Honey in the Horn is set in Oregon in the early part of the twentieth century. The principal events are the murder of a gambler, the development of a relationship between Luce and Clay, Clay’s accidental killing of a man, the hanging of Wade Shively, and the discovery that Luce had killed the gambler. These often violent events are set against a background of rural areas and wilderness and mark the growth to maturity of Clay and Luce. They are surrounded by violence and the threat of violence; even the meeting with an old tyrannical owner of a lumber mill about the use of land for camping overnight is fraught with overtones of menace and threats of physical harm. Clay, who initially flees violence, is trapped in it; Luce, too, cannot evade the violence in her nature. As the couple learn to accept each other, they also learn to accept the dark aspects of their own natures; neither wholly good nor wholly evil, they are fully human. Focusing on the relationship of Clay and Luce, the novel emphasizes spiritual trial and growth and presents a sad, slightly world-weary view of humanity that is typical of Davis’s novels.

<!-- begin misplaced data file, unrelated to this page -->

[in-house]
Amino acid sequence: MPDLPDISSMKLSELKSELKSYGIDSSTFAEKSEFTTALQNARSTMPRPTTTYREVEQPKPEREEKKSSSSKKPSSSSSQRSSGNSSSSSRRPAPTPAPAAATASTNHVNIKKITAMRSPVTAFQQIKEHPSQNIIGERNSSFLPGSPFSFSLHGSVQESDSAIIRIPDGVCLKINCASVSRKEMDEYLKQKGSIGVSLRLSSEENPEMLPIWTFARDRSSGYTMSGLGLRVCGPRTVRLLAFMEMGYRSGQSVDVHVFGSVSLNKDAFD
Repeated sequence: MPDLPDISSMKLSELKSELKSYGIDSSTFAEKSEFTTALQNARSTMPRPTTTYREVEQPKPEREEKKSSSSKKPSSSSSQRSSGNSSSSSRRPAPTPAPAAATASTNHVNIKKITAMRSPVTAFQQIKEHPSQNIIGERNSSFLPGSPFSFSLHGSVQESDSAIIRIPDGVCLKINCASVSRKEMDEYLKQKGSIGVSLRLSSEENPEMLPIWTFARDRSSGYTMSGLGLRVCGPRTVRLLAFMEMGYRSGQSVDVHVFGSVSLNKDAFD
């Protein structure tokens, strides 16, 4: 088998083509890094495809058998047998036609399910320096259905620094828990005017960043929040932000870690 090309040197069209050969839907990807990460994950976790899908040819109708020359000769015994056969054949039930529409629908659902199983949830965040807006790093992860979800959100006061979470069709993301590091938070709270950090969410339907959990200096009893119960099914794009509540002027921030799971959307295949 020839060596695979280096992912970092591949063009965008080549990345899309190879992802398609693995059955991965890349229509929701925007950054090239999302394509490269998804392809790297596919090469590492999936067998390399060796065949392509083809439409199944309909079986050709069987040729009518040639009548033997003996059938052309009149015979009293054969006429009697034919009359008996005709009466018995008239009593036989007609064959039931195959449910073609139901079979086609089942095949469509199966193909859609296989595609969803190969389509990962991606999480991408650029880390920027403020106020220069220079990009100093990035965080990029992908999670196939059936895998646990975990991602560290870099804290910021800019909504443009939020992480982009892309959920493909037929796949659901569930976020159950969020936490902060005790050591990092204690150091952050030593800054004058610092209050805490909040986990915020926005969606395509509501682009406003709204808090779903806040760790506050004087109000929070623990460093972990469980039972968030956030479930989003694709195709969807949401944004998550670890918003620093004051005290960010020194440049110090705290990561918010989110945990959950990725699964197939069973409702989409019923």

The appearance of symbolism in Honey in the Horn is sporadic; it almost totally commands some events and disappears afterward. The most striking example of Christian symbolism is the killing of Wade Shively. Although he is an evil man, he plays the role of Christ in his death: He is captured at night, hanged under false pretenses, and buried in a manner suggesting the burial of Christ. The irony of such symbolism serves Davis’s purposes well: Human beings are mixtures of good and evil, satanic at one moment and Christlike the next.

Harp of a Thousand Strings